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TWE wins lawsuit against copycat wine brand

TWE wins lawsuit against copycat wine brand



Treasury Wine Estates has won its case against copycat brand Rush Rich in China.

The company noted last year that it was of particular concern that the wine is believed to be sourced and bottled through bulk wine suppliers and third party bottlers in South Australia, and then exported under labels that copy the look and feel of Penfolds wines, infringing TWE’s rights to the Penfolds and BEN FU trademarks.

In a statement to Drinks Business, TWE said: “The Shanghai Pudong Court has reached a decision confirming that Rush Rich International Trading Inc and its associated company East Bright Sunshine (Jinjiang) Import & Export Co have engaged in unfair competition by making false allegations as to their history and fame in relation to the Australian wine industry and misleading Chinese consumers in to believing that they have a relationship with the Penfolds brand.

“Instead the Chinese Court found that Rush Rich is clearly a Chinese wine brand and its claimed history and fame in relation to the Australian wine industry is false and misleading. TWE welcomes this decision and will continue to enforce against any entity seeking to take unfair advantage of its brands through its proactive brand protection strategy.”

Shanghai, a year after it filed a lawsuit in both Australia and China.

Rush Rich has been ordered to pay $US207,900 in losses to TWE and must also issue statement on Chinese publication Wine In China, as well as Rush Rich’s own WeChat account to “reverse the negative impacts it has caused caused TWE”.

TWE's lawsuit against Rush Rich in Australia is on-going.

In April last year, Rush Rich director Vincent Zhao told The Advertiser it was the valid owner of the trade mark.

“We reject, in the strongest terms, Treasury Wine Estate’s assertion that we have infringed any trademark held by Treasury Wine Estates and will contest this vigorously in the Federal Court," he said. "We have also filed a cross claim in the Federal Court against Treasury for misleading or deceptive conduct.’’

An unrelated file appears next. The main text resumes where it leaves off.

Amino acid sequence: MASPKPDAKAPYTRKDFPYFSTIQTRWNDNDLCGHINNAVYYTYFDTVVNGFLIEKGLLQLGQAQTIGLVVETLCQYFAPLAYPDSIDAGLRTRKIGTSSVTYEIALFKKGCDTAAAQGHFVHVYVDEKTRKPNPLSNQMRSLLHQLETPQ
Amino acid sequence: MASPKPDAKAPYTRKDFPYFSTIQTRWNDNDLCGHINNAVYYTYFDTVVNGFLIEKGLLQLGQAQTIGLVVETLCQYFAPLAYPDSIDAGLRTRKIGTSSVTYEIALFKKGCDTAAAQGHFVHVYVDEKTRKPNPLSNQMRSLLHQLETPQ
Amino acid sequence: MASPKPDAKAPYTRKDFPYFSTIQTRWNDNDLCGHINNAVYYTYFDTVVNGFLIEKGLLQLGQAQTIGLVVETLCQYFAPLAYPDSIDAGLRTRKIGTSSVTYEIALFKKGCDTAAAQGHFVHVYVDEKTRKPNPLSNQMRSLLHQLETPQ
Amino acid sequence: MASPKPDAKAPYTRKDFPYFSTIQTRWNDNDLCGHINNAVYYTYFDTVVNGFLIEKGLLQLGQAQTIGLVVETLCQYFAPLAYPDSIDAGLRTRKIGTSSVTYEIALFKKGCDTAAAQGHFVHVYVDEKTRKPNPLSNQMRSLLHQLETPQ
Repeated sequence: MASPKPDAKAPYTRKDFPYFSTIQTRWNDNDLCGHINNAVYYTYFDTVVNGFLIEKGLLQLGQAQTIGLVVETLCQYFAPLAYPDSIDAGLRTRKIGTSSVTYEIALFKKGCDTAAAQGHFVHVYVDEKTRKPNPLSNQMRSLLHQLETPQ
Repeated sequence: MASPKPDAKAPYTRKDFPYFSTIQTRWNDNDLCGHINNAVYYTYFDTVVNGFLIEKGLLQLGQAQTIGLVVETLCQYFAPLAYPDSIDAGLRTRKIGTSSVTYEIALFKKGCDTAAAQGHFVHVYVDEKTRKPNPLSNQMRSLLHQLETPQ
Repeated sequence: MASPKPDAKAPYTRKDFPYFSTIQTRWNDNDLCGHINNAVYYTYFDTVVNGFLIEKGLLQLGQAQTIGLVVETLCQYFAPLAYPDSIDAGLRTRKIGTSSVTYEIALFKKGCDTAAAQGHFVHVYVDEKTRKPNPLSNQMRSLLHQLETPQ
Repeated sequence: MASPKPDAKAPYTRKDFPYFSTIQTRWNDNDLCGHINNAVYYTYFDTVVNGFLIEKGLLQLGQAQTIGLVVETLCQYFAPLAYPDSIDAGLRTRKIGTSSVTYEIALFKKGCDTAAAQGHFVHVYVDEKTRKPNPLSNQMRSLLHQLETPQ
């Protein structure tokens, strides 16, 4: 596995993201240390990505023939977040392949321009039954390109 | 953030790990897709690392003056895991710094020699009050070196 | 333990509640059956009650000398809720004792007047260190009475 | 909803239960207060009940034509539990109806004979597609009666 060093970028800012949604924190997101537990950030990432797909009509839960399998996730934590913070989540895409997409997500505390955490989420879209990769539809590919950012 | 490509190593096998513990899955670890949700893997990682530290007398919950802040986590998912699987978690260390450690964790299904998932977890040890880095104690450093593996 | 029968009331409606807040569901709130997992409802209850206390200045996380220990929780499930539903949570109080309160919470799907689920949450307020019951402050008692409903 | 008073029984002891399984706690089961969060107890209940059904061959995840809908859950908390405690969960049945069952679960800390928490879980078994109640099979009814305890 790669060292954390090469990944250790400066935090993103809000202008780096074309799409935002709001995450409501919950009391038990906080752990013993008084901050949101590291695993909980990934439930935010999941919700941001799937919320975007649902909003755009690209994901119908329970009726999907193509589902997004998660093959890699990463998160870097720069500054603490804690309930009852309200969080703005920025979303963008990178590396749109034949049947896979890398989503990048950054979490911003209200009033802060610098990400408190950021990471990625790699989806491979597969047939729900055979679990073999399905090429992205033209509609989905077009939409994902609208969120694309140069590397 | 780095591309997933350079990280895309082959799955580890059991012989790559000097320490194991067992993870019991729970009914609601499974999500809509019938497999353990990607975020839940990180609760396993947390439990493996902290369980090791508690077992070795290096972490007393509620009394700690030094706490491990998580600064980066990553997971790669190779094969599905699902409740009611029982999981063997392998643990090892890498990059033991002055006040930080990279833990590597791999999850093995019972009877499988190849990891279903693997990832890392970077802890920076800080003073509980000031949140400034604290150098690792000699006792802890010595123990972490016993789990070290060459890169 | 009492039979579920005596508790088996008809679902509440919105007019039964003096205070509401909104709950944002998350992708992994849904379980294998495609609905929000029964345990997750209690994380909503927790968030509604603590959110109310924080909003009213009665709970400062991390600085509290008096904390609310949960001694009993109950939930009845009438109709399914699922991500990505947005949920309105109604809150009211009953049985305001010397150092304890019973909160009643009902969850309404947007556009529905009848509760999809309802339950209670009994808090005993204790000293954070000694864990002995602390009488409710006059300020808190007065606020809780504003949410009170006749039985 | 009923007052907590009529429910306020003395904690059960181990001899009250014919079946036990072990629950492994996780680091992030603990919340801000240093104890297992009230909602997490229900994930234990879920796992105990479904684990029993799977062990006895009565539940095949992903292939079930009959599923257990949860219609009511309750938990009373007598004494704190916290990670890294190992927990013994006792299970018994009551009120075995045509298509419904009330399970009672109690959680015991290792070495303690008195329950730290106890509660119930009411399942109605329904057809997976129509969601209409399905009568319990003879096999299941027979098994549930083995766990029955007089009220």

Australian wine label directory a step in the right direction

Minister for Agriculture David Littleproud announced earlier this month the development of a Wine Label Intellectual Property Directory, which aims to protect Australian wine exporters from dodgy copies.

The directory will be searchable by image elements, brand name and publication date and will display a trademarked image of labels, the exporters ABN, brand name and date the label was published to the directory.

"You will not be able to export to anywhere around the world unless you are on this directory, and if you try to, we will stop you, and you will not get an export license. It's as simple as that," he said.

'We have had incidents in China where we have had knock-offs trying to take Penfolds and calling it Benfolds.

"This rips off our producers, and it also ruins the reputation of our wine when customers expect a quality Australian wine and receive a cheap knock-off.

"If you're on this directory, you'll have currency. You'll have brand Australia behind you. You'll have the green and gold kangaroo that will prove that your wine is actually Australian wine.

The Coalition government has invested $427,000 to create the directory, with its ongoing administration to be funded by industry.

Australian Grape & Wine has welcomed the announcement of an Australian Wine Label Intellectual Property Directory.

“This announcement will help Australian wine businesses of all sizes to protect their brands and intellectual property from those who seek to rip it off” said Australian Grape & Wine Chief Executive, Tony Battaglene.

“Australia’s reputation as an exporter of premium wines has not happened by accident. Over many years, Australia’s wine export approval arrangements have given customers confidence in the knowledge that the contents of a bottle matches the claims about vintage, variety and region on the wine label.

“In the coming months we will work closely with Government as regulatory changes are implemented to support the Label Register,” Battaglene concluded.



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